Iran aims to start oil for goods barter with Pakistan as Tehran’s finances remain bleak with rising food, medicine prices and shortages amid ongoing sanctions.

Hadi Talebian Moqaddam, a trade official, told a news website in Tehran that soon Iran will invite Pakistan to hold talks about bartering commodities and goods, with an eye “on creating free trade.” He mentioned textiles as an area where Pakistan can supply Iran, although importing rice also has a long history.

US sanctions imposed since 2018 have seriously limited Iran’s oil exports and its revenues, which are vital for supplying hard currency to a government that controls the economy and is responsible for providing food and medicine to the population.

Although the oil exports have substantially increased in the past two years, the revenues have not been sufficient for all the needs of a population reaching 85 million and an inefficient economy mired with corruption and international isolation.

The US Energy Information Administration recently estimated that Iran’s total oil exports in 2023 will reach $46 billion, but it admitted that this a rough calculation based on global energy prices, not on actual amounts Iran charges its customers.

In fact, Iran and Russia, two sanctioned countries, offer large discounts to their buyers. The amount of the discounts remains secret, but some have said that Iran might be selling its oil in clandestine ways to small Chinese refineries for as low as $40 per barrel.

An IMF chart that shows even with $60 billion annual revenues Iran was not able to generate sufficient economic growth

What is clear is that Iran must use middlemen who mix its oil shipments with cargoes from other countries, transfer the oil to other tankers somewhere in south-Asian waters and deliver it to China as Omani, Malaysian or Iraqi oil.

In addition, it is not easy to repatriate the money in hard currency since Iran is cut off from the international banking system mainly due to US sanctions. That too costs money. All these cuts into Iran’s oil revenues, which are probably half of what the US estimate shows.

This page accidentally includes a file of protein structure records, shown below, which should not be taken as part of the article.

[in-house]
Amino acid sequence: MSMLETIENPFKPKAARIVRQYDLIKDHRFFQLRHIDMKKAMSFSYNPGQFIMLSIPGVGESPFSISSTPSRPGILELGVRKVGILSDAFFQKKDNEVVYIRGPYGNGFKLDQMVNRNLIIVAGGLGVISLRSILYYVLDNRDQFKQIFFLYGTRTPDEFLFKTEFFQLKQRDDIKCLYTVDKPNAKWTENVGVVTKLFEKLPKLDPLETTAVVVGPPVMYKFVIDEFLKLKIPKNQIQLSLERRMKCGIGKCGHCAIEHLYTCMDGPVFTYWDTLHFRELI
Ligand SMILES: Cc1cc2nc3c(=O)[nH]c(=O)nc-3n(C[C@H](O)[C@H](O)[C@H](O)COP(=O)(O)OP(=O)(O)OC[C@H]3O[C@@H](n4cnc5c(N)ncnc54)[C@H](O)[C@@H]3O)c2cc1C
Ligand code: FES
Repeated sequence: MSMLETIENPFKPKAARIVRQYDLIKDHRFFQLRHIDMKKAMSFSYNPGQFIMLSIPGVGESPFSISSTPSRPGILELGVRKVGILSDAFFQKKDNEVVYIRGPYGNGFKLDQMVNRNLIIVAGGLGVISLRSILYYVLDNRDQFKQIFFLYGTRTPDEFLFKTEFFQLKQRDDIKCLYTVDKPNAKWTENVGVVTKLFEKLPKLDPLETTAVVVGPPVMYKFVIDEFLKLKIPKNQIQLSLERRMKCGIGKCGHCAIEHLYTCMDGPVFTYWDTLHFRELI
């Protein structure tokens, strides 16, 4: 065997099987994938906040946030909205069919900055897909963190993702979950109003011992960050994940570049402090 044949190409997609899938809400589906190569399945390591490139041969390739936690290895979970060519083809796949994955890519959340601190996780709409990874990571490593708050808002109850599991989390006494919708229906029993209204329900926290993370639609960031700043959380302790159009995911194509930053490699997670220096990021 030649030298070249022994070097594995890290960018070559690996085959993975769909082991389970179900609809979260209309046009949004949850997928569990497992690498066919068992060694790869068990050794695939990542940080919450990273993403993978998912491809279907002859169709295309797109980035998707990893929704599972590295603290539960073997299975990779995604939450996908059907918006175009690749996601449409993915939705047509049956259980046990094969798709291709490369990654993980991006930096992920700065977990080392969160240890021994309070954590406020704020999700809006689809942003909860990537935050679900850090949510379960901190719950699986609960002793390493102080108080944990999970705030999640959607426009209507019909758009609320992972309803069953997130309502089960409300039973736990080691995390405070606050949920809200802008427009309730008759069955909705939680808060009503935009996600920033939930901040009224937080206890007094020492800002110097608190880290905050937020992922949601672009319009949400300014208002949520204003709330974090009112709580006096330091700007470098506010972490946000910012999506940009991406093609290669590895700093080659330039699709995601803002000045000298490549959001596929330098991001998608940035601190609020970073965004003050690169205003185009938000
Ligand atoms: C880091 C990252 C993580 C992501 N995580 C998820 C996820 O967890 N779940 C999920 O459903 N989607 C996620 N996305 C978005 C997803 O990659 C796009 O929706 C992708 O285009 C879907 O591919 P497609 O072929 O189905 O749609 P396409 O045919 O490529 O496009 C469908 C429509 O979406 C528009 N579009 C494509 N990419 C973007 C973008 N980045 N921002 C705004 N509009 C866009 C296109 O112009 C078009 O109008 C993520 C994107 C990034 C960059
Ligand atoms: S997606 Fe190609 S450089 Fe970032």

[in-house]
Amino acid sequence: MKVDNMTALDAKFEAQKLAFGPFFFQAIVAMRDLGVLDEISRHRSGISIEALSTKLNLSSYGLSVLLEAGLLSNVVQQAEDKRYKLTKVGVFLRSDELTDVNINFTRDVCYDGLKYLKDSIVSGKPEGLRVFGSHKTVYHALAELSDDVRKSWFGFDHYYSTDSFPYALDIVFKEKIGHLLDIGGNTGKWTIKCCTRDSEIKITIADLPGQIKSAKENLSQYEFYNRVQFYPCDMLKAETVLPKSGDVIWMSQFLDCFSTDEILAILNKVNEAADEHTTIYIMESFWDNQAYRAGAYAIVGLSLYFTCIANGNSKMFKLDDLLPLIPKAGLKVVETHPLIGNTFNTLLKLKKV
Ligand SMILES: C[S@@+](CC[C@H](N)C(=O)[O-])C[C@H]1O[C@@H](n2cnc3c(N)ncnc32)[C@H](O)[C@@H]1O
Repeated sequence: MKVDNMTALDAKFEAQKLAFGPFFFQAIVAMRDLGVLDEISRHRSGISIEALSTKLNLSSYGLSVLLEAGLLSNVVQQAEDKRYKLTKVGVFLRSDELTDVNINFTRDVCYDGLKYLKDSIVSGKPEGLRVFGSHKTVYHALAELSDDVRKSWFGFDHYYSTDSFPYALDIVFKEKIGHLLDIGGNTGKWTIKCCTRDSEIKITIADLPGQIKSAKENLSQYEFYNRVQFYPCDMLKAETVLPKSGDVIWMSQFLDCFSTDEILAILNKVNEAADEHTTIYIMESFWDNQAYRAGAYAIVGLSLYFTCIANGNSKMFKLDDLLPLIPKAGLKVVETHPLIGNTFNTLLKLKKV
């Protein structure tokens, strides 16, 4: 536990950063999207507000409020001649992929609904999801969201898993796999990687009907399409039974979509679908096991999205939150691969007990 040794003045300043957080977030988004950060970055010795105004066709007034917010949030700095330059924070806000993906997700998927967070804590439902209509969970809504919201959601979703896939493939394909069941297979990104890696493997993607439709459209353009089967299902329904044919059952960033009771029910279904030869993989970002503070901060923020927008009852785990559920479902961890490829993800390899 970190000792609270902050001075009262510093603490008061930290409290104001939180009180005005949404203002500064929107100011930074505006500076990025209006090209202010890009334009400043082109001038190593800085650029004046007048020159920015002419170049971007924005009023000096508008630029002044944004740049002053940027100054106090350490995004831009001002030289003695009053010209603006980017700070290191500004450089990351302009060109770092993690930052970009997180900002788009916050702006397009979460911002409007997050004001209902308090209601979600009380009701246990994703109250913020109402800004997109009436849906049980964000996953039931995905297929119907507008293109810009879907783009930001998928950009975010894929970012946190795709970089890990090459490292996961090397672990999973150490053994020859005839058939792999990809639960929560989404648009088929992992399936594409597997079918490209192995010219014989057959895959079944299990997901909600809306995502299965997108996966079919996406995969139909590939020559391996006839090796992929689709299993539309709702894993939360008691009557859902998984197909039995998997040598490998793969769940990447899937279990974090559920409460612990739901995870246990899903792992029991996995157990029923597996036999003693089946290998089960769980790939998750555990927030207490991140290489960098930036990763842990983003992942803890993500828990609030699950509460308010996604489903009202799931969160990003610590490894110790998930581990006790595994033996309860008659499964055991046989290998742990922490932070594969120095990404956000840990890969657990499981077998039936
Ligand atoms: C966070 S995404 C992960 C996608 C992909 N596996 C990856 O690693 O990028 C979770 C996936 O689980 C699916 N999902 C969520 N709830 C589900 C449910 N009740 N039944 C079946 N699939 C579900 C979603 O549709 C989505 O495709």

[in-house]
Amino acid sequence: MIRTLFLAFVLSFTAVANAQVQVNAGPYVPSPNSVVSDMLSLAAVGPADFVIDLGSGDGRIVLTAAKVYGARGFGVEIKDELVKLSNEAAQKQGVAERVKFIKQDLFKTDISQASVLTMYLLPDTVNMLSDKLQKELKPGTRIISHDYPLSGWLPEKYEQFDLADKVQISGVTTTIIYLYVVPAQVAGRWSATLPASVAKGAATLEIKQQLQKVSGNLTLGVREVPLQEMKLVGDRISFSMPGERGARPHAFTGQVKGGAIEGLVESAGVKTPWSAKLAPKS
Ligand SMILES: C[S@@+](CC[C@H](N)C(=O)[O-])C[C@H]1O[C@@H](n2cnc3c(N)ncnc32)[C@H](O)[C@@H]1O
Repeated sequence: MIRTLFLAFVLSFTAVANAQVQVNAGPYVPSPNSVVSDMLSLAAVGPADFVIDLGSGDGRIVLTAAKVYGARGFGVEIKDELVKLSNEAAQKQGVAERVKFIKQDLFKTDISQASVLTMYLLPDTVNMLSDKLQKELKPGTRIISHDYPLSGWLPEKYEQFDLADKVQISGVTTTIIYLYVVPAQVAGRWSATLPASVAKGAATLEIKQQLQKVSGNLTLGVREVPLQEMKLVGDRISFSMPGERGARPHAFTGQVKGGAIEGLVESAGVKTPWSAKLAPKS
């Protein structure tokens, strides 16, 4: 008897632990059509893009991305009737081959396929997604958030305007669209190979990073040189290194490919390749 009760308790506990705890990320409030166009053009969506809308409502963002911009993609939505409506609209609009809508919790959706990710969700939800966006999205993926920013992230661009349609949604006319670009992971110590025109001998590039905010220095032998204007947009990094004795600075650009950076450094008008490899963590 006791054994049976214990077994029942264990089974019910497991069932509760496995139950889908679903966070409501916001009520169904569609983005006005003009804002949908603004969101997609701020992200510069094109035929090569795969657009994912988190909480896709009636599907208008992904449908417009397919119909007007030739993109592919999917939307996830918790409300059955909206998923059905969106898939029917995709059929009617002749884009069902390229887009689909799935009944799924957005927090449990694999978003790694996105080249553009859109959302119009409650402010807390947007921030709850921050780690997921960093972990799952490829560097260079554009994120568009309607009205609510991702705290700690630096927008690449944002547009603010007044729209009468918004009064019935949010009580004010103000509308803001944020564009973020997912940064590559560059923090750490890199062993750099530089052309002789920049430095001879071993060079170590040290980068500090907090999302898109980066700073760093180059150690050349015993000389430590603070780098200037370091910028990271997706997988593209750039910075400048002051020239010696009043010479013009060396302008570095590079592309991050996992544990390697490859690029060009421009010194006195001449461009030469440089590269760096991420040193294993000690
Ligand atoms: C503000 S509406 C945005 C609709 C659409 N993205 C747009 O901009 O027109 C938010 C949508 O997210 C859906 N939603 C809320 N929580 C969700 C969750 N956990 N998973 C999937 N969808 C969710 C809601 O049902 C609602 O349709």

Iran’s confrontational foreign policy and its controversial nuclear program have left it far behind other regional countries like Saudi Arabia that have huge oil revenues and invest it back into infrastructure. Saudi oil revenues in 2023 are expected to reach $223 billion – at least five times that of Iran.

The picture becomes clearer if per-capita oil revenues are considered. Saudi per capita income from oil in 2023 is estimated at $6,450 and Iraq’s $2,356, while Iran’s per capita revenue is a meager $516.

In this situation, the clerical regime in Tehran boasting of its revolutionary credentials has to turn to barter trade with Pakistan, a country facing its own serious financial crisis.

Current US sanctions are not the only external reason for Iran’s economic crisis. The first serious economic sanctions began appearing 15 years ago when the international community discovered a secret Iranian nuclear program, and the UN Security Council began imposing sanctions. Since then, Iran’s average rate of economic growth has been zero, although international sanctions were lifted when the JCPOA nuclear deal with world powers was signed in 2015. After a two-year reprieve, the United States pulled out of that accord and imposed its own unilateral sanctions.

In a recent article, a relatively independent website in Iran argued that the nuclear program has cost the country 4 trillion dollars in the past 15 years, in lost growth, inflationary damage, and lack of domestic and international investments. The issue, the article argued is not just lost oil revenues but its cumulative impact on the economy, including loss of business confidence.

While Iran sits on the world’s second largest natural gas reserves, its tiny Persian Gulf neighbor Qatar exports $120 billion of LNG annually. Iran cannot match that because no Western company is willing to provide capital and technology to expand Iran’s gas fields or tap into new ones. Iran's annual losses are estimated to be much more than what Qatar is exporting.

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